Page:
Early Dental Care

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Helpful Early Dental Care Tips from our Stuart, FL Pediatric Dentists

At Children’s Dentistry of Stuart, Dr. Nancy H. Torres and Dr. Julie A. Sugar are proud to provide children living in the Stuart, Palm City, and Port St. Lucie, FL areas with high quality, individualized pediatric dental care. Whether you’re a new parent looking for a dentistry practice in Stuart to care for your child’s oral health or are a parent who needs a pediatric sedation dentist to help your fearful child get the dental care he or she needs, we welcome you to our practice! Below is some early dental care information and a few tips that can help parents care for their young children’s oral health.

Teething

h-pediatric2.jpgNormally, a child’s first tooth erupts between the ages of 6 and 12 months. As your child is getting his or her first teeth, you can expect some irritability due to the gums being sore and tender as the new teeth push through the gum tissue. To help ease this soreness, you can gently rub the gums with your finger or a cold wet cloth. You can also provide your child with a teething ring. As your child is teething, it is important to keep an eye out for baby bottle tooth decay. Every week or two, look for dull spots on the tongue side of the teeth or lines on the teeth.

How to Prevent Baby Bottle Tooth Decay

When a child falls asleep while nursing on a bottle, baby bottle tooth decay can occur. This happens due to the sugars in the liquid mixing with the bacteria found in dental plaque, which forms acids that attack the enamel on teeth. Every time your child drinks something containing sugar, this acid attack lasts for about 20 minutes. When your child is awake, saliva naturally washes away the liquid but during sleep, the flow of saliva is decreased, allowing the liquid to pool around the teeth for a longer period of time, covering the teeth in harmful acids.

You can help your child avoid baby bottle tooth decay by not allowing him or her to fall asleep while bottle-feeding. If your baby needs a bottle to fall asleep, only put water in the bottle or give him/her a pacifier. Our office is dedicated to fighting baby bottle tooth decay so if you notice any signs of decay or anything unusual in your child’s mouth, let your pediatric dentist know so we can help.

Your Baby’s New Teeth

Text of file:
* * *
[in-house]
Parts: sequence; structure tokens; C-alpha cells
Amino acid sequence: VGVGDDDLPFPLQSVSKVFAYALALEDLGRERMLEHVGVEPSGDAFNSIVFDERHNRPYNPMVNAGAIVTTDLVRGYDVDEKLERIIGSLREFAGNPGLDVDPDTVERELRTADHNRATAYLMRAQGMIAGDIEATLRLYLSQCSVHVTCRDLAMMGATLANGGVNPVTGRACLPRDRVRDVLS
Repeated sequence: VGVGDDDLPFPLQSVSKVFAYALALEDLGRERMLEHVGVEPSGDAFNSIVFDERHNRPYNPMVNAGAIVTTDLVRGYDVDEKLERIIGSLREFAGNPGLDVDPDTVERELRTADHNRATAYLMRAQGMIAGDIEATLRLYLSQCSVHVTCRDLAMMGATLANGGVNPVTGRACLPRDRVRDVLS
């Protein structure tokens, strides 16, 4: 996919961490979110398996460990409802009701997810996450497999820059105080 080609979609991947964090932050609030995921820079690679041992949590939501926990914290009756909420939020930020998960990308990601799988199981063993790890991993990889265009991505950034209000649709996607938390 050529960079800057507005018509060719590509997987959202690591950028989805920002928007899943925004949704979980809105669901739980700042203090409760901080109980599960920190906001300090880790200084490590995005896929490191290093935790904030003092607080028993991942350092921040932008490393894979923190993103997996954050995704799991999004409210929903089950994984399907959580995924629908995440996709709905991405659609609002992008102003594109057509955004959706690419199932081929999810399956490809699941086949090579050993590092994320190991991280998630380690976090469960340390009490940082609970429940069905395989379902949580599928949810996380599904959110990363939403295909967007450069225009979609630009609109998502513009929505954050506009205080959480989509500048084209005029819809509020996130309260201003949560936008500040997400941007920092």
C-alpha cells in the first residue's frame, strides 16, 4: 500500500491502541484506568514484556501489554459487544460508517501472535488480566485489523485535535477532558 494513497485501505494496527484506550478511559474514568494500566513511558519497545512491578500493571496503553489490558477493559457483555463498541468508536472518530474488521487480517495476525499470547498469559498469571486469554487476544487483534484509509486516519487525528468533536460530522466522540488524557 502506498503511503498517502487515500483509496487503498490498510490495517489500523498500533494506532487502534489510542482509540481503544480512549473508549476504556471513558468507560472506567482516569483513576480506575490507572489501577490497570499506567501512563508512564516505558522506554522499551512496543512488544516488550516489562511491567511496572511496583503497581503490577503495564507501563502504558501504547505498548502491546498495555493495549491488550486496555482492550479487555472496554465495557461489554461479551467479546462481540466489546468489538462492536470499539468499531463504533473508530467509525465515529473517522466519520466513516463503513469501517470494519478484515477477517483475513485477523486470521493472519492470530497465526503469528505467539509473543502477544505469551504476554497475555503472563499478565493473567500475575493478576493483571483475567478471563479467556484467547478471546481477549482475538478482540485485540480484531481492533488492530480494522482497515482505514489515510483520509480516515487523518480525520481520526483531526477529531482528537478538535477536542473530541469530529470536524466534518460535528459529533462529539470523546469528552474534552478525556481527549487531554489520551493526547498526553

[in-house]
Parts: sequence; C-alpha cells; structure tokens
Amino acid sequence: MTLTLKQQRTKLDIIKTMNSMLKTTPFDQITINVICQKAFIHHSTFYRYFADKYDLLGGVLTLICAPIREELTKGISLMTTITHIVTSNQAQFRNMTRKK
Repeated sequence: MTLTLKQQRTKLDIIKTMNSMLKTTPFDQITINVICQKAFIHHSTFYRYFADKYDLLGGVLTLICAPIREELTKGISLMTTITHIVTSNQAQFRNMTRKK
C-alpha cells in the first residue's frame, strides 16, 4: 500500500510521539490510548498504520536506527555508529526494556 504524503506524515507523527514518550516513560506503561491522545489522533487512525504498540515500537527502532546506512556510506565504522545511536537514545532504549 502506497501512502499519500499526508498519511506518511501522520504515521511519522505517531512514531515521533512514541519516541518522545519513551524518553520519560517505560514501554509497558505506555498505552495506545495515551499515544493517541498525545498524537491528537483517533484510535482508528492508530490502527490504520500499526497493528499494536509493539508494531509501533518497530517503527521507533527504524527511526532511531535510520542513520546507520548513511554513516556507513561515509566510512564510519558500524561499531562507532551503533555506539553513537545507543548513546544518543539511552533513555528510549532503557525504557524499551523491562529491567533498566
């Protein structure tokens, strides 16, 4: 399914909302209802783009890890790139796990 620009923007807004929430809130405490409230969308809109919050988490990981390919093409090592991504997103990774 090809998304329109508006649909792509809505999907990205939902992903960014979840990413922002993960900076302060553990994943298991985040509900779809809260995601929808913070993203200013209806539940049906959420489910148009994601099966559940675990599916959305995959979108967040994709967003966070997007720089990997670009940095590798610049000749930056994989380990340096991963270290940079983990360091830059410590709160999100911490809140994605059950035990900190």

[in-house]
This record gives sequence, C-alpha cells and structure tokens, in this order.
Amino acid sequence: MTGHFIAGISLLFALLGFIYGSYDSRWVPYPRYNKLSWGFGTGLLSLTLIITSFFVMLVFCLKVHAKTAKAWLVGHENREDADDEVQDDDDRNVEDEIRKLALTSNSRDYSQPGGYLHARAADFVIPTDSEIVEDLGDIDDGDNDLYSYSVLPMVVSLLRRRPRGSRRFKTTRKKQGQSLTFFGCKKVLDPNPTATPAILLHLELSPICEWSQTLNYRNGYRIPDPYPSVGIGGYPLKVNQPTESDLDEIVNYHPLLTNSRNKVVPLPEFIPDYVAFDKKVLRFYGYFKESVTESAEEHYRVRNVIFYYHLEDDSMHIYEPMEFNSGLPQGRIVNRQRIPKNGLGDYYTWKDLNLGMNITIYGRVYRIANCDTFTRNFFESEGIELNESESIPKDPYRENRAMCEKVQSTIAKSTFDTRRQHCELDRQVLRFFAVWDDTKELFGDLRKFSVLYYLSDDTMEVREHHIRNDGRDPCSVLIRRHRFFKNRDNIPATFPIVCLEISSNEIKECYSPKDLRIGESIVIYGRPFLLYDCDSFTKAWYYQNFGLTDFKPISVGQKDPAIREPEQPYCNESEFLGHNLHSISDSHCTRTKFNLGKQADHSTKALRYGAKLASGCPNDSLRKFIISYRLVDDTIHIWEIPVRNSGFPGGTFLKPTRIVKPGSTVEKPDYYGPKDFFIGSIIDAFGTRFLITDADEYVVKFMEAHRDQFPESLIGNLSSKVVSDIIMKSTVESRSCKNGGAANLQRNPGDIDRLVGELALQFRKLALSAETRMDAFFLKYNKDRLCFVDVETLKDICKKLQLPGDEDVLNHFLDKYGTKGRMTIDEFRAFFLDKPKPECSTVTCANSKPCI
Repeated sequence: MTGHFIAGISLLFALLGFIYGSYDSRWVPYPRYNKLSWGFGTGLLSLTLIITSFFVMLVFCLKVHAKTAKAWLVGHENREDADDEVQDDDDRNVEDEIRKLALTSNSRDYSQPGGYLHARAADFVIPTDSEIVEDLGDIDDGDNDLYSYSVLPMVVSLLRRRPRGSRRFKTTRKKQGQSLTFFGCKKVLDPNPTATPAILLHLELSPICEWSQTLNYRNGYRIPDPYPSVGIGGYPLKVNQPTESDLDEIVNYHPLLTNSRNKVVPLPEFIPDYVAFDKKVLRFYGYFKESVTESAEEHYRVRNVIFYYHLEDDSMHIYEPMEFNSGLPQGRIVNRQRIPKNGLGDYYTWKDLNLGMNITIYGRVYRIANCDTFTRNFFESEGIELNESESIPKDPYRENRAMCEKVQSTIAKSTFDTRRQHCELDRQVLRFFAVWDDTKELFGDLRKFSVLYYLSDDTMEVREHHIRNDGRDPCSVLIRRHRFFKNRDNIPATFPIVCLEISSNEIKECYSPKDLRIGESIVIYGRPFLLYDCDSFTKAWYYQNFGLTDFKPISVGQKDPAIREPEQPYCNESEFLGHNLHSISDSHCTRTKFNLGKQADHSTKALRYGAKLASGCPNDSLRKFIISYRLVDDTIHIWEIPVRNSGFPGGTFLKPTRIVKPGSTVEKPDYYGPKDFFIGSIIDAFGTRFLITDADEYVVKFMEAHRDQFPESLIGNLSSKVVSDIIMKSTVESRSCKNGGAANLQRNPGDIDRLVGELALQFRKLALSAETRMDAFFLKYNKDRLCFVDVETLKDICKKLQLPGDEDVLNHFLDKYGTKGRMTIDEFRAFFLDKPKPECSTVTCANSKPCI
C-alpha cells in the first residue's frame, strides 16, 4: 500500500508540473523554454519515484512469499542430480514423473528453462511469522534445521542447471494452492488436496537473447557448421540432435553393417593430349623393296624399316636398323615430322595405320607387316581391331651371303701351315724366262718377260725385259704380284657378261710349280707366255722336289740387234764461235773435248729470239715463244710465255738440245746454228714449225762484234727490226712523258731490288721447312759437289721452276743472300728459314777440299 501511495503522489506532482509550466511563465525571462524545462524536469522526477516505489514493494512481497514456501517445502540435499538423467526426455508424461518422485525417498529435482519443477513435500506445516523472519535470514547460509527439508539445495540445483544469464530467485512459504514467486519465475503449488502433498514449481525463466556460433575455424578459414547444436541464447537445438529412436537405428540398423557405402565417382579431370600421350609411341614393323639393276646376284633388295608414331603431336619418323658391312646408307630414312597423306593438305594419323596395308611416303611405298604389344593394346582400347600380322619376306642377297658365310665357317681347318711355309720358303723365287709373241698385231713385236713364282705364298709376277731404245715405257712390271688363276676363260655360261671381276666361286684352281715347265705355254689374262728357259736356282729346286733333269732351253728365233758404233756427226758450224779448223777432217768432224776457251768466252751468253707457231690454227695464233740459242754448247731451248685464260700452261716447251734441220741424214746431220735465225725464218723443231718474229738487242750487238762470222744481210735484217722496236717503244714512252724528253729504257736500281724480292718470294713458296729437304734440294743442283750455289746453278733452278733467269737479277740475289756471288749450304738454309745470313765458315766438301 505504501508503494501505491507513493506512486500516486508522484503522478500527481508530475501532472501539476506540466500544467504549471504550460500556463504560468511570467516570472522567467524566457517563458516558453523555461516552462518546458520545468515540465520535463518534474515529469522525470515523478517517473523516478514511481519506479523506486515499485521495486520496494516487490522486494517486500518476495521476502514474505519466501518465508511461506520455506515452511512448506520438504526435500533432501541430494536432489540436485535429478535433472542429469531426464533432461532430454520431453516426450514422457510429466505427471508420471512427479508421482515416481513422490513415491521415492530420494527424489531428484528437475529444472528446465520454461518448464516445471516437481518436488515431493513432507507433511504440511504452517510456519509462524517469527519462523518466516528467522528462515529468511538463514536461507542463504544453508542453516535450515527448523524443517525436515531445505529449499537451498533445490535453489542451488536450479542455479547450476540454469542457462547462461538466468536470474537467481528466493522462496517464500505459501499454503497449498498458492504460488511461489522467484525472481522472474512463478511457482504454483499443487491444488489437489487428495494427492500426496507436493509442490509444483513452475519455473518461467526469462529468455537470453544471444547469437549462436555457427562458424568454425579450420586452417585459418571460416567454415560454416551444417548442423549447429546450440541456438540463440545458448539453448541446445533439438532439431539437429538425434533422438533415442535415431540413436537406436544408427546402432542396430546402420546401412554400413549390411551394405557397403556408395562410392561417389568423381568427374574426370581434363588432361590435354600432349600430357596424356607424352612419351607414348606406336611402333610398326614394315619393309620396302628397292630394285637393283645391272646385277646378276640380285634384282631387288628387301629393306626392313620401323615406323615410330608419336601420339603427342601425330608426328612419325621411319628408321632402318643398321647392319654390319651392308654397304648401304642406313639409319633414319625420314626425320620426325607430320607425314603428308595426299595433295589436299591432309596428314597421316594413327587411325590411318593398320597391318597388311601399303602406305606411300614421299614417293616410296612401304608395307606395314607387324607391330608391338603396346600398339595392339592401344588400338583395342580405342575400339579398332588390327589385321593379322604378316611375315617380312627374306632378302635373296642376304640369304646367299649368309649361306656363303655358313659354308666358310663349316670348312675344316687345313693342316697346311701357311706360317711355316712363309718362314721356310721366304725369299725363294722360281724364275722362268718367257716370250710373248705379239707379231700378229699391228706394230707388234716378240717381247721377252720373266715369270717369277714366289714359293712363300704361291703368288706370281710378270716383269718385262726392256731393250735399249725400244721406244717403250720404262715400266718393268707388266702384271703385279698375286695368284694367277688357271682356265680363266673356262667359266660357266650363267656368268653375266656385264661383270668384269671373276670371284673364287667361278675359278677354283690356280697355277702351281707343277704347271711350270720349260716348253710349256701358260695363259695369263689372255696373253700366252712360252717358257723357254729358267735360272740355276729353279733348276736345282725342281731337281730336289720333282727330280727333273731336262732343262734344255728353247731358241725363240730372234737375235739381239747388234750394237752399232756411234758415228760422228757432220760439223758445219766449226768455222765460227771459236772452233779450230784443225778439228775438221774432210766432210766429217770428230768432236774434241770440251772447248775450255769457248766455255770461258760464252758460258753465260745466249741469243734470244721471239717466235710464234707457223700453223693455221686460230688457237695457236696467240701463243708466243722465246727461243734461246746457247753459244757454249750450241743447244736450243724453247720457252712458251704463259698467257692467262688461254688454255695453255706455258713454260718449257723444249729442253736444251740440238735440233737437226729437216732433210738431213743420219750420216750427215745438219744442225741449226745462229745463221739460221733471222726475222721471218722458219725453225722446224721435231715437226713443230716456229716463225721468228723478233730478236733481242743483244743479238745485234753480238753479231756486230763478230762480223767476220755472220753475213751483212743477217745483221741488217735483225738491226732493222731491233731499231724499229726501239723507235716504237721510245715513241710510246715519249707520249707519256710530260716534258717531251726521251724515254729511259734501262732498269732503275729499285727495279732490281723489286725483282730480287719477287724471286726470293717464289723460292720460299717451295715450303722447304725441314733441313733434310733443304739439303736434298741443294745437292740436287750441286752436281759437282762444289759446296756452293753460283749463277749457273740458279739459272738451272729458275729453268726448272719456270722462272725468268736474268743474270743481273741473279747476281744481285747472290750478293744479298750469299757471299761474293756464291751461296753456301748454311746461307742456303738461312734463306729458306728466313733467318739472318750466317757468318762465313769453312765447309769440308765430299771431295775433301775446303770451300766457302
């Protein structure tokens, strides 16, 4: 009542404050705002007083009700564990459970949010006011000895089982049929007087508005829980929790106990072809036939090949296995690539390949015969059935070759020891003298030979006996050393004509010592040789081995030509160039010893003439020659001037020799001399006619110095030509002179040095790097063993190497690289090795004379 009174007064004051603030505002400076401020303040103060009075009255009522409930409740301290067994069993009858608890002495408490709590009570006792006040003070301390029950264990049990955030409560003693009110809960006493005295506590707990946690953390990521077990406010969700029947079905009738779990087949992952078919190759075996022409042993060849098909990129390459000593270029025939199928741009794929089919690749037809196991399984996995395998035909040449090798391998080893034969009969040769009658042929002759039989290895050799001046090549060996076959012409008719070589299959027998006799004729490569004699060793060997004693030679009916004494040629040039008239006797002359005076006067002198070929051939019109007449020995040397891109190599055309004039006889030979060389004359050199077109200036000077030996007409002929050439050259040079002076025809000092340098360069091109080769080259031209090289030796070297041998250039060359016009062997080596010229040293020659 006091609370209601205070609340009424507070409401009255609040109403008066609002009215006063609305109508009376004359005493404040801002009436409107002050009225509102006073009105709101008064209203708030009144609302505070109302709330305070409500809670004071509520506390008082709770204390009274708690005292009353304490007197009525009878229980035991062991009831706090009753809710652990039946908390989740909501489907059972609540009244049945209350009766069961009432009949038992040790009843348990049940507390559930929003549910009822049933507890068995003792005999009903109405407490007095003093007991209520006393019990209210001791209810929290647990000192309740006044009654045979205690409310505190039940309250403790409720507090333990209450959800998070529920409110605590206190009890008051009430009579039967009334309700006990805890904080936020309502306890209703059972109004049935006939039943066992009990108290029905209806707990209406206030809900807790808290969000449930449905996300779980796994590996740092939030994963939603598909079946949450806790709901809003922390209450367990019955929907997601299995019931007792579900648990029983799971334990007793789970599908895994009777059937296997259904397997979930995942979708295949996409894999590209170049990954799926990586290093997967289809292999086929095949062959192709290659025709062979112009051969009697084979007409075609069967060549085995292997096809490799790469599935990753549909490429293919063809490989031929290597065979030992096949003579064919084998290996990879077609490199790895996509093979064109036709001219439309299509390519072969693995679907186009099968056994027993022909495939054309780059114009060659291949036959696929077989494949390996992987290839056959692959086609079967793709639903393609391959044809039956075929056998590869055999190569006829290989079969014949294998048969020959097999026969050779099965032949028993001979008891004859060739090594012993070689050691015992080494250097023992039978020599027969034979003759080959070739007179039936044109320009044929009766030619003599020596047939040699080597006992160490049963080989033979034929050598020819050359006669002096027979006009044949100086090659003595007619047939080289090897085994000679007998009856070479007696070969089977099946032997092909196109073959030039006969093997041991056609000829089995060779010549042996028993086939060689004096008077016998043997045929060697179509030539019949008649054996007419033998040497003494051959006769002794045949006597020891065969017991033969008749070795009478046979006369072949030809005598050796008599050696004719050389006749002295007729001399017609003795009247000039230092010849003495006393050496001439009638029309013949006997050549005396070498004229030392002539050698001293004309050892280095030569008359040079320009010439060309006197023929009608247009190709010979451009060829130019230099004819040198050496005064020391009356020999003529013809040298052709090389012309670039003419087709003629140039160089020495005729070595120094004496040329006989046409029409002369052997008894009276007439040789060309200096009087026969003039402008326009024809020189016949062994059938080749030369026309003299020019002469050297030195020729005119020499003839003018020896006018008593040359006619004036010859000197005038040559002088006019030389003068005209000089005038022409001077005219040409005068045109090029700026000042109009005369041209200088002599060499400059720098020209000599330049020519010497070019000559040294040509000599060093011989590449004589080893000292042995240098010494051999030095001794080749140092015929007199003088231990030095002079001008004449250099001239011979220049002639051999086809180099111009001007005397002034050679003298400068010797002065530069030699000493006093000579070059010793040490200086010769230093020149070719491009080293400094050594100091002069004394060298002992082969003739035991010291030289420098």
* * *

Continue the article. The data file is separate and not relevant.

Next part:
Your child’s first teeth which are called primary (baby) teeth play a key role in proper dental development. Your child needs these teeth to chew food efficiently and to speak clearly. These first teeth also assist the jaws in developing properly and they help guide the permanent teeth into place when they replace the primary teeth at around the age of 6. If your child is missing primary teeth or has lost them prematurely, he or she may need to wear a space maintainer to ensure the permanent teeth come in straight. Because children as just as prone to developing tooth decay and gum problems as adults, young children require good oral care and regular dental check-ups.

How Primary Teeth Erupt

Your child’s teeth actually start forming before birth. You may see the first tooth push through the gums as early as four months of age. The lower incisors are the first teeth to come in, followed by the upper central incisors. Then the rest of the 20 primary teeth typically are all in by the age of 3. Your child’s permanent (adult) teeth should appear by the time your child reaches the age of 6, beginning with the first molars and the central incisors on the bottom. Adults have 28 permanent teeth – 32 including the third molars or wisdom teeth.

Your Child’s First Visit with Our Pediatric Dentist

You should bring your child in for his or her first dental visit at around the age of one. The most important part of this visit is getting your child acquainted with the dental office environment and with his or her pediatric dentist. We have the experience needed to help young children feel at ease when spending time with us. We work hard to ensure all our youngest patients learn to trust us so they’ll be more at ease for their future dental visits.

Good Nutrition and Healthy Teeth

Just like the rest of the body, your child’s teeth and gums require good nutrition in order to be healthy. You should be sure that your child is eating a well-rounded diet with foods from the five main food groups. It’s just as important to limit the number of sugary snacks your child eats to help him or her avoid getting tooth decay and other dental problems. Instead of providing your child with cookies and candy at snack time, give them something healthier like low fat yogurt, cheese, and fresh vegetables.

Contact Your Stuart and Palm City, FL Children’s Dentist

If you have any questions about early dental care, feel free to contact us as we’re always happy to answer your questions and address your concerns. If you would like to schedule an appointment for your child, please complete the appointment request form. If this visit will be your child’s first to our practice, be sure to check our New Patient Special, which we offer as a way to say “Thank you” for choosing us to care for your child’s oral health.